Okay, that's really Thurber at his worst – but I was really hypnotized by it. How can you be as intelligent as Thurber and not see what you're actually saying here and what you're actually doing to yourself? He's in his mid-thirties for crying out loud but this reads as if it was written by a sulking ten-year-old. This is a good decade before he started losing sight in his other eye so it's not as if he had no warning. Of course I went through the same thing and I'm reasonably intelligent. The number of nights, soused to the gills, I'd hear "last call" and desperately order two or three more drinks when I should have knocked it off two hours before that.
Here's part of a funnier one from page 256 – "The Triumphant Years" -- written to his sometime collaborator and New Yorker office mate, E. B. White.
"The basic trouble, of course, is the astounding fact that the offspring of man have not developed the ability to become self-sustaining until their parents are practically worn down and in the grave. The guinea pig is on his own the second he is born – even has his eyes open, leaps from the womb to the nearest carrot or lettuce leaf. Dogs are raising families of their own before the first anniversary of their birth; and so it goes among all the known species of animal except man, whose young are practically no good at all until they have wobbled around the house for almost a quarter of a century! This is perhaps the most fantastic fact about human life, and I imagine the other animals never get over their astonishment at it. Have you never caught your dog giving you that straight, long puzzled look – friendly, of course, pitying, too, but puzzled? What the goddam hell, he seems to say?"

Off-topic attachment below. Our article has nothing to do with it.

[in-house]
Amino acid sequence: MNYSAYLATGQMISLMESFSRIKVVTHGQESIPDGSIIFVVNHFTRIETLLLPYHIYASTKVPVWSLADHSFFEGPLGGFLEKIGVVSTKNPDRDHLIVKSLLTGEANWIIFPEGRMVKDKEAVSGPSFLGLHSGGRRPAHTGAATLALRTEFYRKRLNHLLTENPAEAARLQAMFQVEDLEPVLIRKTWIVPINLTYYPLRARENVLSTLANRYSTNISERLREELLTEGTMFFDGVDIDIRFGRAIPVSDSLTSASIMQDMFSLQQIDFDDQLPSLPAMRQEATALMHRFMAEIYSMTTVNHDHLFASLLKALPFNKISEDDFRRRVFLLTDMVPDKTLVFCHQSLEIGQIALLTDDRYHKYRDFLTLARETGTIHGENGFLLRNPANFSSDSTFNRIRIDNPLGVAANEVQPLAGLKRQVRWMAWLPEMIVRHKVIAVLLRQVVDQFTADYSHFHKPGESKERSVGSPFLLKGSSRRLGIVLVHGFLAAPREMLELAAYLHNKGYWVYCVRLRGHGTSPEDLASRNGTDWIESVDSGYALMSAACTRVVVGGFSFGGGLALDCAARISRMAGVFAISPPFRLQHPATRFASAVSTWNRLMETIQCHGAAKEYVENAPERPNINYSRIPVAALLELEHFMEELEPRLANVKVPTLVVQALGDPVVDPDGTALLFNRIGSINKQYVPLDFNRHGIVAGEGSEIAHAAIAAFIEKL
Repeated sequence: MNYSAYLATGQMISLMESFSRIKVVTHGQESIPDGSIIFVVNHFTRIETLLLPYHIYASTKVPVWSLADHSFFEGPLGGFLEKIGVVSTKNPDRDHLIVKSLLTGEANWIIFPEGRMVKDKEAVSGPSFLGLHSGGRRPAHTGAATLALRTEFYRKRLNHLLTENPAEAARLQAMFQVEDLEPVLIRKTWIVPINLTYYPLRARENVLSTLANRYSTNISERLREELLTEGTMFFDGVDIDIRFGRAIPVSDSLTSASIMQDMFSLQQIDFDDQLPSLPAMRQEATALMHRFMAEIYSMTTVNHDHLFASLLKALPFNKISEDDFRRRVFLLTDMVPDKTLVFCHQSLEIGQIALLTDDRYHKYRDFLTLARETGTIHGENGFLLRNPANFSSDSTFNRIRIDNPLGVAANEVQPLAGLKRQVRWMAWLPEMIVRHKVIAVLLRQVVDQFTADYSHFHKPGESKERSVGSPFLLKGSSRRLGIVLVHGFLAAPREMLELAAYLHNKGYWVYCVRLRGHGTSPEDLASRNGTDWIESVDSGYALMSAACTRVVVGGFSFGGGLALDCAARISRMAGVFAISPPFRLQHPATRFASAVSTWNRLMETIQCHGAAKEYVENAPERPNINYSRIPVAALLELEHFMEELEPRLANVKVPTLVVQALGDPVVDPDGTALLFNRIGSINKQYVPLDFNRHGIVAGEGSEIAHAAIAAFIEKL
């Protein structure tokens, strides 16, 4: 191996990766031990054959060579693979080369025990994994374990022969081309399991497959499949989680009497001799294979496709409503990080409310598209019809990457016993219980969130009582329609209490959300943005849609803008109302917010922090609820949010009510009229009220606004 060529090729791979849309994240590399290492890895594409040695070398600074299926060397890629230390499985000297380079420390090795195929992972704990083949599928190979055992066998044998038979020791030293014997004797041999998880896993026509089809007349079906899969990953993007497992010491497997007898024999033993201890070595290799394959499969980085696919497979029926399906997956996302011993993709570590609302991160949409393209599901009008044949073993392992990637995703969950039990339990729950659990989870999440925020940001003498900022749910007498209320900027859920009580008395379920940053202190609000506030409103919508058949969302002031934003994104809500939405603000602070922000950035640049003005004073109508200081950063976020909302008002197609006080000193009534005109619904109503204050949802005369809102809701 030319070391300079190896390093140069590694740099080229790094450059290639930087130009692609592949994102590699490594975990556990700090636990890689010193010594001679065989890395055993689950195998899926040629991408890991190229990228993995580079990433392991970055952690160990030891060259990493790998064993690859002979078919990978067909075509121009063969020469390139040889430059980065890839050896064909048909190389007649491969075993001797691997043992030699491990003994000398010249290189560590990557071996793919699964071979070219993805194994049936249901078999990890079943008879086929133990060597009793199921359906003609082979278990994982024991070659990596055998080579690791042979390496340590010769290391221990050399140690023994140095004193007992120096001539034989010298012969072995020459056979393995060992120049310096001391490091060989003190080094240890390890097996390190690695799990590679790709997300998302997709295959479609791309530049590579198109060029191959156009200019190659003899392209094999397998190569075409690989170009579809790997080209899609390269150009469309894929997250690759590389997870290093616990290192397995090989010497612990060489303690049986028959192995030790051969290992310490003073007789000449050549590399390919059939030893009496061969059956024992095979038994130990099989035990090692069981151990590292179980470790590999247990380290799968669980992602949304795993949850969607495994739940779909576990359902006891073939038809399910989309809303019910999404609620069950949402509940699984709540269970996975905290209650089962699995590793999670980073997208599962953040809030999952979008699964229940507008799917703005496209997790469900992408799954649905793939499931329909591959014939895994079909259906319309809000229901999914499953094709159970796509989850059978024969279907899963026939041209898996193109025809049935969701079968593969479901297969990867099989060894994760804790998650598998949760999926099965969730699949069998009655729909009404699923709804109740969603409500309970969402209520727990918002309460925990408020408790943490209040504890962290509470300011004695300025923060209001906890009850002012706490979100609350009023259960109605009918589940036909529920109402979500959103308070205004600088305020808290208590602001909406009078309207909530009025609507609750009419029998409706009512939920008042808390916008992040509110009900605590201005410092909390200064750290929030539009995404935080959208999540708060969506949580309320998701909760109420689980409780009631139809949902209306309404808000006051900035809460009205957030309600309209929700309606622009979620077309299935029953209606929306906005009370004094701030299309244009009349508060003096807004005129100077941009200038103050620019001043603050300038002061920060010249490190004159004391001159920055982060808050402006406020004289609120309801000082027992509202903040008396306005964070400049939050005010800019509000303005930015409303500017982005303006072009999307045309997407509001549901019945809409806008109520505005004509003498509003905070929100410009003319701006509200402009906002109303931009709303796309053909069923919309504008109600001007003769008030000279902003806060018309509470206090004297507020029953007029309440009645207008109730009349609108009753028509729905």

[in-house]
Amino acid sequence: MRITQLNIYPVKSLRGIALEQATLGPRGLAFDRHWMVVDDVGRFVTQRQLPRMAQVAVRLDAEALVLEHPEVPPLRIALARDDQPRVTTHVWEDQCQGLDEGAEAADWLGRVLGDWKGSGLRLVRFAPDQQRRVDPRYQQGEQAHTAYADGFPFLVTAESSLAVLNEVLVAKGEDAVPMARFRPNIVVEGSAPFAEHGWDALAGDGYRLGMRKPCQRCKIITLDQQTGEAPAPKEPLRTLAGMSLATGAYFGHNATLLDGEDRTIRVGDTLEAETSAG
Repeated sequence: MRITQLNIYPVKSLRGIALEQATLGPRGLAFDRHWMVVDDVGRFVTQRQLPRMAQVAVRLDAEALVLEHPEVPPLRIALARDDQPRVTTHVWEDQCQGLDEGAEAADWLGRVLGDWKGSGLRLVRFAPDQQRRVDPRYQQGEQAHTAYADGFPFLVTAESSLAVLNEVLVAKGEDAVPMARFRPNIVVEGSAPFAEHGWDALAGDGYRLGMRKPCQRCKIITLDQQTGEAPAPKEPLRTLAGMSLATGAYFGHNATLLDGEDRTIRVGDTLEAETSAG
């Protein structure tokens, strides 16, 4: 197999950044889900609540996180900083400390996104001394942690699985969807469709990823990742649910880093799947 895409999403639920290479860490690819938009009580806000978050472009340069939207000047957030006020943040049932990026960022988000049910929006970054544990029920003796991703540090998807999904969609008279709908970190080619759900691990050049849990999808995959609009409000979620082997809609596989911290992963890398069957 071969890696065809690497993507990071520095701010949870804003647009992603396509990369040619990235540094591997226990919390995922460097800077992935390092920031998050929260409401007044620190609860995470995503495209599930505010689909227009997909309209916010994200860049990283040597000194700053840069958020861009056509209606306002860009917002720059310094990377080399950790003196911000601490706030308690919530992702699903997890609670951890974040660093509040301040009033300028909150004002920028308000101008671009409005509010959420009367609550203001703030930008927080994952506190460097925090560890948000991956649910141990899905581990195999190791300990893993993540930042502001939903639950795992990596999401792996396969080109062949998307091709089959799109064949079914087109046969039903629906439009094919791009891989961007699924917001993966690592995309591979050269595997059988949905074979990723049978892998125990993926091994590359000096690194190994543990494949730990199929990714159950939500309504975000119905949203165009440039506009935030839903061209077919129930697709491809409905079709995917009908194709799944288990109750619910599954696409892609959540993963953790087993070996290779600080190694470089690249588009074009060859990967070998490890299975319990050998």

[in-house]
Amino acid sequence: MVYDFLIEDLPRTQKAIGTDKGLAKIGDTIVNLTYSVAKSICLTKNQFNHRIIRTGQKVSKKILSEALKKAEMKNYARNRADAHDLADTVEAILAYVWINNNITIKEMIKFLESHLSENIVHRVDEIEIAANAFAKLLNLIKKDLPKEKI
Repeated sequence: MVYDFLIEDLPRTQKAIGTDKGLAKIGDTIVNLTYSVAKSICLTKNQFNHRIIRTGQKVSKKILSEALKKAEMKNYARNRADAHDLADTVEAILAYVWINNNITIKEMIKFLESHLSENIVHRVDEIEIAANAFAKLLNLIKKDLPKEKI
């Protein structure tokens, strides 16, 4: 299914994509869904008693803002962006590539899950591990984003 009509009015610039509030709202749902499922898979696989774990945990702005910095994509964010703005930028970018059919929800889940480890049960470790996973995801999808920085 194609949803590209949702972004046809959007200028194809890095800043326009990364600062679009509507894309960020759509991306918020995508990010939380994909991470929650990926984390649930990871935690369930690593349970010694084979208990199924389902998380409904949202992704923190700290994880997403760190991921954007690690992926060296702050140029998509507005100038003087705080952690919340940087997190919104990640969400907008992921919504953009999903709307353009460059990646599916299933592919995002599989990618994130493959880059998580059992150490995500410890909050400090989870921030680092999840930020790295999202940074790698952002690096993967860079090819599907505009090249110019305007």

Anyway, I have about a hundred pages left to go on "The Challenging Years" before I hit "The Declining Years." Another letter to Ann Honeycutt, 23 years after the one quoted above. Unbelievable. He had sworn that he would seduce her before she turned 70 and at age 59 he was still discussing it in letters to his cronies.
I've got a touching excerpt from a letter he wrote the day after I was born, but I'm saving that for my review of Jules Feiffer's HARRY, THE RAT WITH WOMEN in the next issue of Sandeep's VERSUS magazine.
Okay, what else have I got here?
"Spiral fluorescents Extended Stay". Oh, right. The hotel room in Columbus had those compact fluorescent bulbs which I had never even heard tell of, not so much as a rumour. I am so far outside the loop on most things it isn't funny. Anyway, I turned on the bedside light the first night and I thought, "Why do I feel as if I'm in a Russian gulag or a Cuban waiting room?" And I shrugged it off. Weird stray thought of some kind. Tried reading my notebook and I thought, No, there is definitely something wrong with the light in here. Looked inside the bedside lamp and thought, Now what in the Sam Hill is THAT? And, of course, they had a nice long article about them in the NATIONAL POST when I got back…seems The PRC (People's Republic of Canada) -- which can never knowingly miss an opportunity to make Her Majesty's Former Dominion look more like Havana or Stalingrad as opposed to, say, Chicago or St. Louis when the opportunity presents itself -- is looking into outlawing incandescent bulbs because they're "wasteful" and replacing them with energy-efficient compact fluorescents. Just give me six months warning, folks, and I swear to you I will fill the basement with cartons of incandescent bulbs. Let's see – I've got about sixteen light fixtures here at the house, say the average bulb lasts ten months to a year, figure I'm going to live to be, say (don't want to underestimate and spend the last decade in Havana) ninety. Forty times sixteen. Four hundred, plus two hundred and forty…hmmm…Tell you what. Let's just make it an even NINE THOUSAND #$%@ING BULBS JUST TO BE ON THE SAFE SIDE.